I think one thing readers forget is that if the author doesn’t know to look up a particular thing, then he/she won’t look it up. I definitely spent 2-3 times as long researching for the Eternal Rose books as I spent writing them. I was lucky enough to have a Paper Lantern Lit intern and a Renaissance expert also helping, so essentially 5 times as much time was spent on research as on writing, and we still got things wrong! Recently a reviewer for Belladonna took a certain joy in pointing out an anachronism, but since it was something that I never would have guessed didn’t exist back then, I didn’t verify it. And since it passed through 4 rounds of Paper Lantern Lit and Penguin editors + a Renaissance expert, I’m trying not to beat myself up about it. But I still kind of do. I commend you guys for choosing to write historical on a regular basis.

    • I still kind of beat myself up about it, too, Fiona. Isn’t it funny that people don’t point out all the things we got right? Because all that love and attention (and all that backup we have with readers and editors and copyeditors) means that we did get a LOT right. And that’s something to be proud of.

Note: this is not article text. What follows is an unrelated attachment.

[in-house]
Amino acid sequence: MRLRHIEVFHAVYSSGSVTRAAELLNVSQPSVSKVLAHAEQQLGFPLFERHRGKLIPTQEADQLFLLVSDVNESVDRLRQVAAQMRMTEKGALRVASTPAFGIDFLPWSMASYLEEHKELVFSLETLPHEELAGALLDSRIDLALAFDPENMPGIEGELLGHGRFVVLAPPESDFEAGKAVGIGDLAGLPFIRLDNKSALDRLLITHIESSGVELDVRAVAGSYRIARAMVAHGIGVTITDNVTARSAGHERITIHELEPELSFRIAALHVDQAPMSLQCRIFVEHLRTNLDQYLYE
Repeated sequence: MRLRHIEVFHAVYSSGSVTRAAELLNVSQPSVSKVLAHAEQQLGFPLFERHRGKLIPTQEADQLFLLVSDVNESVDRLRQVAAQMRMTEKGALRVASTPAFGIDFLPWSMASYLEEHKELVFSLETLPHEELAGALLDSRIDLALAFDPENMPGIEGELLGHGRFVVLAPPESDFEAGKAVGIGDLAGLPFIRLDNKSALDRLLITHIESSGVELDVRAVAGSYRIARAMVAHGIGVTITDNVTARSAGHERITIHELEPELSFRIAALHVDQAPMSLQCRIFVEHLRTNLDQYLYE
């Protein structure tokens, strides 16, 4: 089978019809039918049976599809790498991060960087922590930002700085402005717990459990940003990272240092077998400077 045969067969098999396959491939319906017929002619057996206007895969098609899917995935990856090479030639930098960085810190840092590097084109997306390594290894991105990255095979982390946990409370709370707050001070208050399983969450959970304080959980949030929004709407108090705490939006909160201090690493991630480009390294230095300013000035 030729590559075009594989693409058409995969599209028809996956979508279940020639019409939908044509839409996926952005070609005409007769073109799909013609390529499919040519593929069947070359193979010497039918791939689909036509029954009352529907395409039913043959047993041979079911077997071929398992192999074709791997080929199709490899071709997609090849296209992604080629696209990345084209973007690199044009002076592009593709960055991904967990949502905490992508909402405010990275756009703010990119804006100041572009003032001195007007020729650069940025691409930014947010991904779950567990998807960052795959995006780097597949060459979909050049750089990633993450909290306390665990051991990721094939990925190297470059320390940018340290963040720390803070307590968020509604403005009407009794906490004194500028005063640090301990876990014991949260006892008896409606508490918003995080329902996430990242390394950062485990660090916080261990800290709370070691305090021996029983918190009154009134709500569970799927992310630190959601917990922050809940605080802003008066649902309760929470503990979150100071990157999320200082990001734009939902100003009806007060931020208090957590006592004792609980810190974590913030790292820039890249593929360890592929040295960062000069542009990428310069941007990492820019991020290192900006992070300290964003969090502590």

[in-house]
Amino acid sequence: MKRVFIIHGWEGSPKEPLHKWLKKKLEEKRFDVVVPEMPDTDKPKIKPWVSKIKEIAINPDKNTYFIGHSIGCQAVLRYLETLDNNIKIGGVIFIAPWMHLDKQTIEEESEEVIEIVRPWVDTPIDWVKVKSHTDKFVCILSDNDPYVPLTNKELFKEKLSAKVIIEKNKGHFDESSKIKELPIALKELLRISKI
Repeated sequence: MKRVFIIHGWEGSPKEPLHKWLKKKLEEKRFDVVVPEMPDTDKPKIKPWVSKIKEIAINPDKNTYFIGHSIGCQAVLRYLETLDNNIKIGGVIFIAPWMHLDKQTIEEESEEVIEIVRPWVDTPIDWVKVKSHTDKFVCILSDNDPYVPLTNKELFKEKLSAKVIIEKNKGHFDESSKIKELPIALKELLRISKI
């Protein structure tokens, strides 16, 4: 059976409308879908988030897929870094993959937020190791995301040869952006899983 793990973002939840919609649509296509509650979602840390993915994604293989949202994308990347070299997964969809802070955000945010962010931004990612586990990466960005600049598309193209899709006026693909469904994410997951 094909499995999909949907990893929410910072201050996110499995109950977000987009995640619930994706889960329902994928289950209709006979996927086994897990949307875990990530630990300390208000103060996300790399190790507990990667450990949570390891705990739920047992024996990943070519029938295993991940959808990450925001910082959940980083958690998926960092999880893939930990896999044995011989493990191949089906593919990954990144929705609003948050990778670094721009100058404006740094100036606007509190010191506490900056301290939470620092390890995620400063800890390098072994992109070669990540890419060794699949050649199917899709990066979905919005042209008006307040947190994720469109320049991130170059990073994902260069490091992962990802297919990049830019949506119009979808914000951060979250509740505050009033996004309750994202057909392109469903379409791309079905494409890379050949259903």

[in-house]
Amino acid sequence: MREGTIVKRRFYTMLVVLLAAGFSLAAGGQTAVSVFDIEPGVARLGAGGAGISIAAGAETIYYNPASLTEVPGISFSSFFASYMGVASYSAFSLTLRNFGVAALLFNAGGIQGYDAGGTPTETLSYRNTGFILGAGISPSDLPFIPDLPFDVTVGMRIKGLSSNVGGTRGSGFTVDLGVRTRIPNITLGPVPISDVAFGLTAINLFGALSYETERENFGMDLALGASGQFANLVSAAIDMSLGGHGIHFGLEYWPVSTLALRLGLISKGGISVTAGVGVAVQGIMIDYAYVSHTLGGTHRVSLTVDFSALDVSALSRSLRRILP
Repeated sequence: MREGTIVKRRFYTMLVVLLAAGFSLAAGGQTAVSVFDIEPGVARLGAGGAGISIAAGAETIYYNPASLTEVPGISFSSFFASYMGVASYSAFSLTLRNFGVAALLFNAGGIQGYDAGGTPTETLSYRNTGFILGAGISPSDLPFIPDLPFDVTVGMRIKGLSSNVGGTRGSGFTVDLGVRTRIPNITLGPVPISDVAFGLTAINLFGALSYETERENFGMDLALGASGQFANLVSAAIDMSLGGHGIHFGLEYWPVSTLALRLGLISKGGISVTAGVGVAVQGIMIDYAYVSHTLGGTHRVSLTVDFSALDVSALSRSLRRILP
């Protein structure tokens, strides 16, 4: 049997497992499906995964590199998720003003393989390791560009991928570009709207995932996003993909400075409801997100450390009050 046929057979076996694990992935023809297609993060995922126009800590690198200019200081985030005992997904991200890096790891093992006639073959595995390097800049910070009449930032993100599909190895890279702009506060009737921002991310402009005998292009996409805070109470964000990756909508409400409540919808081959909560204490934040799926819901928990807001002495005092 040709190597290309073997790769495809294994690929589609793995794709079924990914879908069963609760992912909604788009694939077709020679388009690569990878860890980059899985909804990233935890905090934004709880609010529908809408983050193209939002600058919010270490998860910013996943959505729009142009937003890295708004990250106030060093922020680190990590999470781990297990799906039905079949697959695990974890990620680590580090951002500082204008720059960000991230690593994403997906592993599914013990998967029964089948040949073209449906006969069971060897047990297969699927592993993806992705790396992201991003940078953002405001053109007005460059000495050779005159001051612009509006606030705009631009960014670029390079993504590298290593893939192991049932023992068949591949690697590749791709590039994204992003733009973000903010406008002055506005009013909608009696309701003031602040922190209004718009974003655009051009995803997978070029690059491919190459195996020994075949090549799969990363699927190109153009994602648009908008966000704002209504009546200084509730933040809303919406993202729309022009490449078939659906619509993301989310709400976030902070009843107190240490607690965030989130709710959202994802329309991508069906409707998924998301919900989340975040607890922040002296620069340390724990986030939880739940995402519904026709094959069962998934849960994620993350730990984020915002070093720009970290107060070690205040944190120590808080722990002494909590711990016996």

7. Fiona Paul says:

    Also, contractions, FTW 😉 I took heat for those too, but I try to write books I can actually read and I personally would never make it through a super-formal contractionless book.

  8. catwinters says:

    Great post, Katy! I’m sorry to hear reviewers have been harsh on you for your voice, but I’m happy to hear you’ve personally come to embrace it.

    I’ve been dinged for not using enough 1918 slang (probably because I get a lot of fans of Libba Bray’s THE DIVINERS reading my book, and her novel is heavy on the slang). But whenever I researched personal letters from the WWI era and books written during the time period, the slang never jumped out at me, except for the word “smart” to describe things like looks and clothing, which my main character uses once or twice. It’s funny, if our writing is too stuffy and formal, we’ll be accused of being boring. If our voices sound too relatable, people will say the writing is too modern. It’s hard to please everyone in this genre, but thick skins and pure, utter enjoyment of writing historicals definitely help!